The Truth about Fats – not all fats are created equal…

Fat’s, we hear about them in relation to heart disease and weight gain, but we need to educate ourselves on which fats should ideally be avoided and which ones are more heart-healthy.

Fats are often touted as “bad” but we need fat in our diet… Fat provides linoleic acid, an essential fatty acid for growth, healthy skin and metabolism. It also helps absorb the fat-soluble vitamins A, D, E and K, maintains cellular health, hormones and brain health.

Fat’s are not all the same, there are trans fats which are man made, saturated fats from animal products, unsaturated fats which consist of polyunsaturated and monounsaturated which also include the essential fatty acids (EFA). Monounsaturated fats are found in olive oil, avocados, nuts and seeds. Polyunsaturated fats can be found in foods such as oily fish, soybean and walnuts.

Unsaturated fats

The best types of fat to include in your diet are the polyunsaturated and monounsaturated fats. Monounsaturated fats are high in Vitamin E and help to maintain or develop cells in the body. Omega-3 and Omega-6 fatty acids are also vital for brain development and the body’s growth.

Both monounsaturated and polyunsaturated fats have health benefits. There is evidence that both types of fats reduce LDL cholesterol levels in the blood when included in a diet low in saturated and trans fats. LDL cholesterol is the ‘bad’ type of cholesterol that increases the risk of coronary artery disease and stroke[i].

Saturated fats

Generally ‘bad’ Saturated fats are found in butter, milk, cheese, meat and poultry, however ‘good’ saturated fats are found in coconut oil (lauric acid)[ii].

High intakes of saturated fats can result in elevated LDL cholesterol levels. This can cause fatty deposits to build up in your arteries, causing them to narrow, increasing the risk of blockages. If this occurs around the heart, it can cause a heart attack, and if it happens in the brain it can cause a stroke.

Trans fats

Trans fat is a man made fat that is produced by hydrogenation of vegetable oil (heated at 400 degrees for several hours) with a metal catalyst (aluminium/nickel). When fats are partially hydrogenated this causes a cis double bond conformation and this produces a plethora of unhealthy trans bonds. Unfortunately partial-hydrogenation techniques are the standard technique used.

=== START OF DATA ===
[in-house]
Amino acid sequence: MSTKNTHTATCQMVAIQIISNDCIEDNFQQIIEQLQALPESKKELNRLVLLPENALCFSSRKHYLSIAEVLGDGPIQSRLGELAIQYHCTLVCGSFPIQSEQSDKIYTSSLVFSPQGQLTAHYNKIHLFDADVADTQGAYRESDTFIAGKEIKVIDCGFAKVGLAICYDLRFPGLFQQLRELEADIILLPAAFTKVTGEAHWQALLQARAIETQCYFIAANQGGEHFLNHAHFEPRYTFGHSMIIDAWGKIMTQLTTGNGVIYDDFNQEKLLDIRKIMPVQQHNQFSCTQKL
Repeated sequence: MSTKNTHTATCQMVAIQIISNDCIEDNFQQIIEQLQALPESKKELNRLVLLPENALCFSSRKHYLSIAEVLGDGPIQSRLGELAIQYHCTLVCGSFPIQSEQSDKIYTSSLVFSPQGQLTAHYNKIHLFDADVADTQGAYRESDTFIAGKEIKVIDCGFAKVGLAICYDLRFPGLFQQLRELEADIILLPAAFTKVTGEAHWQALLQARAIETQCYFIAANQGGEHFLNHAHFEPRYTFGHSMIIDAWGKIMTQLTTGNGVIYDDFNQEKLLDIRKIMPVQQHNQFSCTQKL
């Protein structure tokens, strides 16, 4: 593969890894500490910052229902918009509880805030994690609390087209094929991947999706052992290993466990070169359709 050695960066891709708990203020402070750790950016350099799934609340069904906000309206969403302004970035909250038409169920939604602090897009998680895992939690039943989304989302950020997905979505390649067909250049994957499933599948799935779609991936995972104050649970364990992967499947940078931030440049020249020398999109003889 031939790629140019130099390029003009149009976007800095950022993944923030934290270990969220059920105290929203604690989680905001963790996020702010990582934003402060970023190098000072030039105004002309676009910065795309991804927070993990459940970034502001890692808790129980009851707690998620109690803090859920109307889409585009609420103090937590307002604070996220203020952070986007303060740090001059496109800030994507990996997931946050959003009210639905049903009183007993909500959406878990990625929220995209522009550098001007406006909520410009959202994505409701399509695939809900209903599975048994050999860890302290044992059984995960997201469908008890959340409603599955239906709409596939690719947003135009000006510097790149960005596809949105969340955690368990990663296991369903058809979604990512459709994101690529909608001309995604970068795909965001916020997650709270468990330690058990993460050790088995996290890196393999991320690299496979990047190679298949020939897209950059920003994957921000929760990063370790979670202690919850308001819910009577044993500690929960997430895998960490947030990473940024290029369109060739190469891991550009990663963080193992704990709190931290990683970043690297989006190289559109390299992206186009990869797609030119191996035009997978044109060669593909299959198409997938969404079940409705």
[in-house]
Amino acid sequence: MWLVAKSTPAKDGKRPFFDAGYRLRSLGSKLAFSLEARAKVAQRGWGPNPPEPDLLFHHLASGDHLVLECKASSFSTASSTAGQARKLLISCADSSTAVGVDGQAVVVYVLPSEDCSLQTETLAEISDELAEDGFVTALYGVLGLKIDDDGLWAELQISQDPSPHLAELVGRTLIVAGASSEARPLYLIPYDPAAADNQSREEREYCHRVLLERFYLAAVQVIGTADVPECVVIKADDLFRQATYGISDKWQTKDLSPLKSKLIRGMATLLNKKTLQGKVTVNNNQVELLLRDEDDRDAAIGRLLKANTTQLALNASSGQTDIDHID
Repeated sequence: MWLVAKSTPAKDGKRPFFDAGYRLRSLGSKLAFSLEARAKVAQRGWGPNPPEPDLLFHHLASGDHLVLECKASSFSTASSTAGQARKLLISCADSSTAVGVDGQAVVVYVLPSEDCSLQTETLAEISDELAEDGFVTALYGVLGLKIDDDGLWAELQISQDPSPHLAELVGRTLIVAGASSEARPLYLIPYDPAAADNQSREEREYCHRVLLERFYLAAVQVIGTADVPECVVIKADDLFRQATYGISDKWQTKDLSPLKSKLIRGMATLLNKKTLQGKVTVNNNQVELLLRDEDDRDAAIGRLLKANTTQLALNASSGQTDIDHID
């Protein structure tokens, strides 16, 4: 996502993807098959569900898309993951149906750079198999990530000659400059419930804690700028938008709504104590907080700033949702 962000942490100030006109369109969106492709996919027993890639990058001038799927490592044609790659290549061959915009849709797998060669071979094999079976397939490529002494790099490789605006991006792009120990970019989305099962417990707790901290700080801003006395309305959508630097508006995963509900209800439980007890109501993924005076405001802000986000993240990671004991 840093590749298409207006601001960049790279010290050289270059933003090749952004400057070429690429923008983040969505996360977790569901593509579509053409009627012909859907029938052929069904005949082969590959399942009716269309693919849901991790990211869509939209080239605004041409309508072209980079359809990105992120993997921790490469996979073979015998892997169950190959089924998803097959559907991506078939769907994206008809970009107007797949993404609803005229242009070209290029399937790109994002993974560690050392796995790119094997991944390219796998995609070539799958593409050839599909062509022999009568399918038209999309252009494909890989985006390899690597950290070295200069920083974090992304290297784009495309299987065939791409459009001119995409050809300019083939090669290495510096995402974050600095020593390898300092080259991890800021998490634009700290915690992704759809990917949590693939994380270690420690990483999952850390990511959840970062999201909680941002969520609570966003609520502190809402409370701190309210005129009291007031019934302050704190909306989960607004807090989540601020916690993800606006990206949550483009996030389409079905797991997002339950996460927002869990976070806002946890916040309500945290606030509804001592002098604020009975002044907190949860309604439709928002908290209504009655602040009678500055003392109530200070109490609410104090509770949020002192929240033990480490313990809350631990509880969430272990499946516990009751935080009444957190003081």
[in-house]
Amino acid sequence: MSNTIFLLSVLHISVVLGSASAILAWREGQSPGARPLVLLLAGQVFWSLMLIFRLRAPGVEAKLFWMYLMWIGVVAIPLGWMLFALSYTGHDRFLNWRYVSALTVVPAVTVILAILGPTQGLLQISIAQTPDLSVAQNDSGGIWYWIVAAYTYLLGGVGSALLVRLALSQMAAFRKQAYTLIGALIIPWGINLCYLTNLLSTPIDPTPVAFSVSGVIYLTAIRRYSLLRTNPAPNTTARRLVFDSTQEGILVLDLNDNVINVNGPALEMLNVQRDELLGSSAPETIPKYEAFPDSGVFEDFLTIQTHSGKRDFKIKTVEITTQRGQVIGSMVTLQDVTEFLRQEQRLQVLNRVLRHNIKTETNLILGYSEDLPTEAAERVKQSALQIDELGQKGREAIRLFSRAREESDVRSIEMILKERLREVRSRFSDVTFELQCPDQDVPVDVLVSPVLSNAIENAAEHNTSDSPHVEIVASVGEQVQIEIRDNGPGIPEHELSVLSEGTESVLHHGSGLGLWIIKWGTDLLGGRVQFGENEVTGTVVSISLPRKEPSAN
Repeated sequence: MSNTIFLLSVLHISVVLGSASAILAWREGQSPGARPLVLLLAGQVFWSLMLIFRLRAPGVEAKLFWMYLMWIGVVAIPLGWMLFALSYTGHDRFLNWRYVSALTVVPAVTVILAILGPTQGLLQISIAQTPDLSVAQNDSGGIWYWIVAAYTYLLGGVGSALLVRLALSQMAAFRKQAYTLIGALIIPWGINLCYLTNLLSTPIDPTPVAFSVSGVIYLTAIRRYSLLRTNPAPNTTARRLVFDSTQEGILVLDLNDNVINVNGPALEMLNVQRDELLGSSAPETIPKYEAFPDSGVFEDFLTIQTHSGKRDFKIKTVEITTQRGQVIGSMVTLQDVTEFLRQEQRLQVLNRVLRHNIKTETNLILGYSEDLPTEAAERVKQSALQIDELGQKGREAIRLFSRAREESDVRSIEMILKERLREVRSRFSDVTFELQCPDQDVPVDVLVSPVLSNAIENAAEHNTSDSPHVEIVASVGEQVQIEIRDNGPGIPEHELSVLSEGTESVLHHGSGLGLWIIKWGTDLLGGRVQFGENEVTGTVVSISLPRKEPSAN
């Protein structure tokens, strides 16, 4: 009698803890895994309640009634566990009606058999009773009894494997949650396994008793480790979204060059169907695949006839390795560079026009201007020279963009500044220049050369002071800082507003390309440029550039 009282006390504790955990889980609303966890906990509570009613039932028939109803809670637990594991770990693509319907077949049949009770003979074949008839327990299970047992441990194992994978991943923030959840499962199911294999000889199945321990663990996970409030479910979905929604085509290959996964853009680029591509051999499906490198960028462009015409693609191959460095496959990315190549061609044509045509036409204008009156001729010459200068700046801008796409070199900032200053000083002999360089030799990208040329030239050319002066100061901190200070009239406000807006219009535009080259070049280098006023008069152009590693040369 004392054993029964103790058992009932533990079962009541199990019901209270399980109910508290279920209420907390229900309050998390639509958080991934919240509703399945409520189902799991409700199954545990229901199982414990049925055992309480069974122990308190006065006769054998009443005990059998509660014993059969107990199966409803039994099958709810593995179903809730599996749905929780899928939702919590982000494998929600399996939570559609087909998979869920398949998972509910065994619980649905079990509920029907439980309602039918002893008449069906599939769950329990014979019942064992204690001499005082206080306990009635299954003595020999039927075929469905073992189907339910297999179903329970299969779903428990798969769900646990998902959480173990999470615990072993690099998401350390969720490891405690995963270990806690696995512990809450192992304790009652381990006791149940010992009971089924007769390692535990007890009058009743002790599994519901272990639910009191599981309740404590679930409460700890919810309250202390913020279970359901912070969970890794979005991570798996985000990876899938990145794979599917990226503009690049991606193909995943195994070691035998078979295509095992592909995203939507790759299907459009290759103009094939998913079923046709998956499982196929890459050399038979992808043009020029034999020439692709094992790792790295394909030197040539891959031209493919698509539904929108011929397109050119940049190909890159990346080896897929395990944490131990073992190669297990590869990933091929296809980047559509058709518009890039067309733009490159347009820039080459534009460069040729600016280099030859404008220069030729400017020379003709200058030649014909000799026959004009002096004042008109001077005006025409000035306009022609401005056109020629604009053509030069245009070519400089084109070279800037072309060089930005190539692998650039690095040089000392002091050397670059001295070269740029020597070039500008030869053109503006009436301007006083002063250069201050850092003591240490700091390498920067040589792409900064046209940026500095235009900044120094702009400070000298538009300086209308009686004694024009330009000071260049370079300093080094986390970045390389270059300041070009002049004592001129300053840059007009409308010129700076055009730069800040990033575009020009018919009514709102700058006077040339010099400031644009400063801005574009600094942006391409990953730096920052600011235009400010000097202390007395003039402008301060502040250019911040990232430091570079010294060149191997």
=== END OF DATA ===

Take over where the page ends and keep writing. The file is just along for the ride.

Trans fats are used because they have a ‘pleasant mouth feel’, give a more solid consistency, and to prolong shelf life. Hydrogenated oil is slow to spoil because, after hydrogenation, there’s nothing biologically active left to spoil… It would be not far from the truth to describe hydrogenated oil as “liquid plastic”.

Found in processed foods such as cakes and biscuits, vegetable shortenings, some margarines, crackers, and snack foods, oils to fry chips and nuggets. Trans fat has no acceptable dietary intake and it is not recommended in any amount.

How to avoid trans fats

The amount of trans fat in food must be declared on the label if a nutrition claim is made about cholesterol, polyunsaturated, monounsaturated fats (omega-3, omega-6 or omega-9 fatty acids).

When reading labels you should seek foods that contain 0 grams trans fat however when a label shows 0 grams trans fat per serving it may contain up to 0.49 grams of trans fat per serving…confused. Trans fats are not always labelled, so, read the labels and watch out for “partially hydrogenated oil” in the ingredients; even if the food claims to be trans fat free.

Therefore, it would be ideal avoid all bakery and packaged foods as there are no guarantees that it contains no trans fat.

Examples of good fats

  • Flaxseeds and flaxseed oil
  • Seeds such as flax and Chia seeds
  • Extra virgin olive oil
  • Fish
  • Avocado
  • Nuts such as walnuts and almonds
  • Olives

All fats contribute to weight gain via calorie content, so don’t overdo it but don’t avoid it either. Choosing a healthy fat will be lower in calories, just as satisfying and provide the body with some benefit.  For example 100g of avocado is 190kcal while 100g potato chips (plain) is 536kcal.

Fat-free means healthy?

A “fat-free” label doesn’t mean you can eat all you want consequence free. Many fat-free foods are high in sugar, refined carbohydrates and calories. Fat should constitute 20-30% of your total calorie intake with the vast majority being from ‘good’ fat sources.

Damaged and rancid fats

A good fat can become bad if light, heat or oxygen damages it. Polyunsaturated fats are the most fragile. Oils that are high in polyunsaturated fats must be refrigerated and kept in an opaque container. Cooking with these oils also damages the fats. Never use oils, seeds, or nuts after they begin to smell, taste rank or bitter.

Points to remember

  • Eat mostly unsaturated fats
  • Limit saturated fats
  • Avoid trans fat as much as possible
  • Don’t avoid good fats unless they are rancid

 

Disclaimer

The information contained in this article is based on published nutritional research. It is in no way designed to diagnose or treat specific medical conditions. If you suffer from any chronic health problem; take prescription medication or are pregnant or lactating, please speak to your health professional.

References



[i] Lada A.T, Rudel L.L (2003) Dietary monounsaturated versus polyunsaturated fatty acids: which is really better for protection from coronary heart disease? Current Opinion in Lipidology: Nutr and met;14 (1):41-46.

 

[ii] Mensink R.P, Zock P.L, Kester A.D.M and Katan M.B (2003) Effects of dietary fatty acids and carbohydrates on the ratio of serum total to HDL cholesterol and on serum lipids and apolipoproteins: a meta-analysis of 60 controlled trials. Am J Clin Nutr; 77 (5): 1146-1155.

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